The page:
The Statue of Liberty National Monument has stood proudly in New York Harbor for almost 120 years (her official 120th birthday will be on October 28, 2006).
The statue was a gift to the people of the United States from the people of France in recognition of the friendship established during the American Revolution. Over the last 120 years, the Statue of Liberty has become an internationally-recognized symbol of freedom and democracy.
Creating Miss Liberty
The Statue of Liberty, known officially as “Liberty Enlightening the World,” was designed by French sculptor Frederic Auguste Bartholdi and funded completely through donations from the French people.
After Bartholdi finalized the design in miniature, the statue itself was created using wooden molds, a copper shell, and an iron structure designed by Gustave Eiffel, who later built the Eiffel Tower.
On July 4, 1884, the 151-foot-tall, 225-ton Statue of Liberty was delivered to the American Ambassador in Paris. In order to transport Lady Liberty to New York, the statue was dismantled into 300 pieces and packed into 214 wooden crates.
Putting the Statue of Liberty on a Pedestal
Unfortunately, a lack of funds in the United States delayed the building of the pedestal. Fund-raising efforts stalled until Joseph Pulitzer, publisher of “The World” newspaper and noted for the Pulitzer Prize, decided to use his newspaper to push Americans to donate. The Statue was finally re-assembled on her new pedestal and dedicated on October 28, 1886.
Miss Liberty’s Measurements
The Statue of Liberty is just over 305 feet high from the ground to the tip of her torch. There are 354 steps inside the statue and its pedestal and 25 viewing windows in the crown.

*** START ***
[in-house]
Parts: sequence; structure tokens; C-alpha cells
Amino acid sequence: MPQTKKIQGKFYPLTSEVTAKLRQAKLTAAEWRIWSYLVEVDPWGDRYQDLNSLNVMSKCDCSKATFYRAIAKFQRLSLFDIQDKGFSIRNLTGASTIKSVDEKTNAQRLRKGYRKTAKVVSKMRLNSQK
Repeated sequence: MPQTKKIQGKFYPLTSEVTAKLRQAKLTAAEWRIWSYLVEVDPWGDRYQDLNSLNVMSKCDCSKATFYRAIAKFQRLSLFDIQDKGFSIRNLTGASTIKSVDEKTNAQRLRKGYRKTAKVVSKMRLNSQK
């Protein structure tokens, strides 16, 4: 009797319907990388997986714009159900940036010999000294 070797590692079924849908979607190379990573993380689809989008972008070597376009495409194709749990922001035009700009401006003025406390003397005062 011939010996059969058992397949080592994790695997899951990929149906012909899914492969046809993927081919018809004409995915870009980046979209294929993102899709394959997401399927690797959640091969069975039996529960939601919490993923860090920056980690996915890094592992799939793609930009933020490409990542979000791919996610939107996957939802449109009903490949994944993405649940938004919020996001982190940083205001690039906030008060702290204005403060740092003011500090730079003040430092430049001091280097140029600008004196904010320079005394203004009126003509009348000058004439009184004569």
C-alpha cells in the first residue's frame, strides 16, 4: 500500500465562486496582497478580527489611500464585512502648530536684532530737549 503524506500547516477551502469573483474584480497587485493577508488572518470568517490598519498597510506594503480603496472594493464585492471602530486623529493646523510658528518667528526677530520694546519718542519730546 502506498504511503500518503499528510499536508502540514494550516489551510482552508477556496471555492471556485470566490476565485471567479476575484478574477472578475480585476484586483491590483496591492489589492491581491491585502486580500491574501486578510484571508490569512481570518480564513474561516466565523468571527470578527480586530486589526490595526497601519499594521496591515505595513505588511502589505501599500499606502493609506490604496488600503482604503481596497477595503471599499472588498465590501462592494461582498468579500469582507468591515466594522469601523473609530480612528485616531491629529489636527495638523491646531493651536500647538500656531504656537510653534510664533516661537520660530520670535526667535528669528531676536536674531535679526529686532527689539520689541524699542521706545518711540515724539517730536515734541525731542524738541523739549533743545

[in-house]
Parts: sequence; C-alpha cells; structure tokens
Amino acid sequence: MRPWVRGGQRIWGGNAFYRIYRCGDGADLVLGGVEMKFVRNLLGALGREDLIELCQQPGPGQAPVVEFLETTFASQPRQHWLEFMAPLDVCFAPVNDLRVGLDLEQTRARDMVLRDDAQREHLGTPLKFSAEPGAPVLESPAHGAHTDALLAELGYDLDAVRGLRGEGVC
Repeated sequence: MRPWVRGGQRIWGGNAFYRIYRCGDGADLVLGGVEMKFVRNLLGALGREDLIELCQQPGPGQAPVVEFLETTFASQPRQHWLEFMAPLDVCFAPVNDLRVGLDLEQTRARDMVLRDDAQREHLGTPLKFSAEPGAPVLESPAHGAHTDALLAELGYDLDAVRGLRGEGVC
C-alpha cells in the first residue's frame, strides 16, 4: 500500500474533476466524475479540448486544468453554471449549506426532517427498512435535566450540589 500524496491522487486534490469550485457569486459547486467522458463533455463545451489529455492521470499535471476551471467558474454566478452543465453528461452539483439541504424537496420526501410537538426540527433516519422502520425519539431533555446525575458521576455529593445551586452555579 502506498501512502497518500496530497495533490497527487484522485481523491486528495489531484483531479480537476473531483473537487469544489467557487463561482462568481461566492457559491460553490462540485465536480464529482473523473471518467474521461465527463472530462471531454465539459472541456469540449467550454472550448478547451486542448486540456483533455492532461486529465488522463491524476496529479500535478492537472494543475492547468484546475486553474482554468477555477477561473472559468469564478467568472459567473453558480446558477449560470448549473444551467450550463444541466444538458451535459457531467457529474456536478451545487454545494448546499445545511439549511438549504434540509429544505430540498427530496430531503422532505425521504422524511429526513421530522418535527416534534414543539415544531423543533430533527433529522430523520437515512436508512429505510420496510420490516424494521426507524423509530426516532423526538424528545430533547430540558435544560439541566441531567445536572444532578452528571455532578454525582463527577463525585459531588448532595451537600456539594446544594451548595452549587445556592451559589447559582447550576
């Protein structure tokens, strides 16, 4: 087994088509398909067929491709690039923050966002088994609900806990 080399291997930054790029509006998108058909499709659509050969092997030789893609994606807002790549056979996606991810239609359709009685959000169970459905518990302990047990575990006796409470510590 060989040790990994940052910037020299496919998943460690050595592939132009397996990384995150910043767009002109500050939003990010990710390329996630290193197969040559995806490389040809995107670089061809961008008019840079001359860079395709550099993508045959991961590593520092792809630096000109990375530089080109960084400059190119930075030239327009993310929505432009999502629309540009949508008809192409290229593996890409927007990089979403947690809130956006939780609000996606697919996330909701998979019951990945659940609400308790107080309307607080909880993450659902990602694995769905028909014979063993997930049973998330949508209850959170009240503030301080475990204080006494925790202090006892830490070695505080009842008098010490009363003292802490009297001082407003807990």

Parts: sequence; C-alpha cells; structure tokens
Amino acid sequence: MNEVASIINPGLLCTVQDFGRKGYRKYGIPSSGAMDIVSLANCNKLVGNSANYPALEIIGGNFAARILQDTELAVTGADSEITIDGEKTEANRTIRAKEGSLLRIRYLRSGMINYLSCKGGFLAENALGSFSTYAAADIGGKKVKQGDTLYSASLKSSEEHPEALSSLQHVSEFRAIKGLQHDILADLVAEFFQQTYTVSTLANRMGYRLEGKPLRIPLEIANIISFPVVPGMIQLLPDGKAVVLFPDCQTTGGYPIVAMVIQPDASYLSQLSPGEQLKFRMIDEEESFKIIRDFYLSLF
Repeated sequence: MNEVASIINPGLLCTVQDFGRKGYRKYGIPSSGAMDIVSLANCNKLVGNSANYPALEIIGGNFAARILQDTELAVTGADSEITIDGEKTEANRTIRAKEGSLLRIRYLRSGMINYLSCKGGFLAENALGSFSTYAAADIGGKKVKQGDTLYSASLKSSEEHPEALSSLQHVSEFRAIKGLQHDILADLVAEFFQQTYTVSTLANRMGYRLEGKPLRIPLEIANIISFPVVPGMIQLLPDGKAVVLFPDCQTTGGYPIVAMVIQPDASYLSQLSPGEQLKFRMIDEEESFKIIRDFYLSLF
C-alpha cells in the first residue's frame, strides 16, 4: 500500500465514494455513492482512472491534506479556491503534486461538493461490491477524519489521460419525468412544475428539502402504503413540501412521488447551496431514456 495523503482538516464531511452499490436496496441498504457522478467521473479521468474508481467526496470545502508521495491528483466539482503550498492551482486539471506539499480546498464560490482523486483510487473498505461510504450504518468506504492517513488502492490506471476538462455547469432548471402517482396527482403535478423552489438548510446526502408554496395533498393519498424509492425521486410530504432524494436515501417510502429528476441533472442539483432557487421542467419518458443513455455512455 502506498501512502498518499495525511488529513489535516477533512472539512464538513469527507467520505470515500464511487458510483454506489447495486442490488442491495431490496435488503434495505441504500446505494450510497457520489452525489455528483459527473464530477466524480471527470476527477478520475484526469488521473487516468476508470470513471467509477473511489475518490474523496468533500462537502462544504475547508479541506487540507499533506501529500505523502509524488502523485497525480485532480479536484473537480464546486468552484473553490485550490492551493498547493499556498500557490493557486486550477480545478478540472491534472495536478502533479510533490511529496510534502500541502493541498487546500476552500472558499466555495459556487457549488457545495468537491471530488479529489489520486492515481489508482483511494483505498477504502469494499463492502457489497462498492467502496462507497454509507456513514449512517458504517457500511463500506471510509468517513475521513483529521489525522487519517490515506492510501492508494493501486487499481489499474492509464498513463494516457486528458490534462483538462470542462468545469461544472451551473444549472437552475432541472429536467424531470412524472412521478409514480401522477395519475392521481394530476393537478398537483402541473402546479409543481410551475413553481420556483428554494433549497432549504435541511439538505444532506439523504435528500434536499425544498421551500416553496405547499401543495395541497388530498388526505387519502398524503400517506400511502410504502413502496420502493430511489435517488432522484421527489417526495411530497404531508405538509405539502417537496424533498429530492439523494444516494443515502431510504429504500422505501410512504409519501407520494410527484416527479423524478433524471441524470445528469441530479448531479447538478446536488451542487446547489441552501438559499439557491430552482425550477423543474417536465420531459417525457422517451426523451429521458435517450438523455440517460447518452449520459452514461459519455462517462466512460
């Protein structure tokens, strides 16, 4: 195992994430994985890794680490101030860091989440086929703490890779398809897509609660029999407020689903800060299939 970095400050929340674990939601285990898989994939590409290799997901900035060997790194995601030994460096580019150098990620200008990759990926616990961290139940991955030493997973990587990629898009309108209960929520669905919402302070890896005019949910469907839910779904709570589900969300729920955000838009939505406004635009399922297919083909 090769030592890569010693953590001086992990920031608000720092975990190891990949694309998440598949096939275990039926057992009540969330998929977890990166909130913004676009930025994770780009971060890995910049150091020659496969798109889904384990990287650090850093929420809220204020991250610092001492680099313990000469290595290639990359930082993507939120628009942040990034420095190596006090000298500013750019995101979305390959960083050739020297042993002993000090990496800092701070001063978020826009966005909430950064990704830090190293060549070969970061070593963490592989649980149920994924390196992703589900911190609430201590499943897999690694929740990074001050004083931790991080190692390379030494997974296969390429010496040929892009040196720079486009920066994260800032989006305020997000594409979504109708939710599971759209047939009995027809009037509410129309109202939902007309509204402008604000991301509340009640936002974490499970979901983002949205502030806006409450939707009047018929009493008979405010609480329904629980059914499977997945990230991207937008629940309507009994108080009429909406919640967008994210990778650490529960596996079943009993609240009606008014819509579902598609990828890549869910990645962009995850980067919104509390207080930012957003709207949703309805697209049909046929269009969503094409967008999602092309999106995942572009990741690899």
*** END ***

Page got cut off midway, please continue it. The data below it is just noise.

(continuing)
There are seven rays on Liberty's crown, symbolizing the seven seas and seven continents. Miss Liberty holds a tablet in her left hand that reads "July 4, 1776" (in Roman numerals).
Restoration of the Statue of Liberty
In 1984, the United Nations designated the Statue of Liberty as a World Heritage Site and a massive restoration effort began. On July 5, 1986 the newly restored Statue re-opened to the public during Liberty Weekend, which celebrated her centennial.
The Statue of Liberty was closed after the tragedy of September 11, 2001 and did not re-open until August 3, 2004.
The New Colossus
A sonnet by poet Emma Lazarus is inscribed in bronze at the base of the Statue of Liberty. The sonnet, titled “The New Colossus”, reads:
Not like the brazen giant of Greek fame
With conquering limbs astride from land to land;
Here at our sea-washed, sunset gates shall stand
A mighty woman with a torch, whose flame
Is the imprisoned lightning, and her name
Mother of Exiles. From her beacon-hand
Glows world-wide welcome; her mild eyes command
The air-bridged harbor that twin cities frame,
"Keep, ancient lands, your storied pomp!" cries she
With silent lips. "Give me your tired, your poor,
Your huddled masses yearning to breathe free,
The wretched refuse of your teeming shore,
Send these, the homeless, tempest-tossed to me,
I lift my lamp beside the golden door!"
by Emma Lazarus, New York City, 1883
Some Statue of Liberty Gift Ideas
Statue of Liberty, Ken Burns' America DVD-- Statue of Liberty documentary by acclaimed filmmaker Ken Burns. Narrated by Academy Award winner Jeremy Irons.
Statue of Liberty Encyclopedia -- by Barry Moreno. Probably the only complete A-to-Z reference on Lady Liberty. A must for any New York history buff.
Statue of Liberty (Images of America) -- by Barry Moreno. Another masterful work on the Statue's history, accompanied by fantastic images.
Statue of Liberty 6 Inch Replica -- Approved by the Statue of Liberty / Ellis Island Foundation. This replica is made of bonded marble and is hand painted.
Liberty Rising: The Story of the Statue of Liberty by Pegi Deitz Shea -- beautifully illustrated book that's great for schoolchildren.
Statue of Liberty Old World Christmas Ornament -- decorate your tree with an old timey Christmas ornament of Lady Liberty.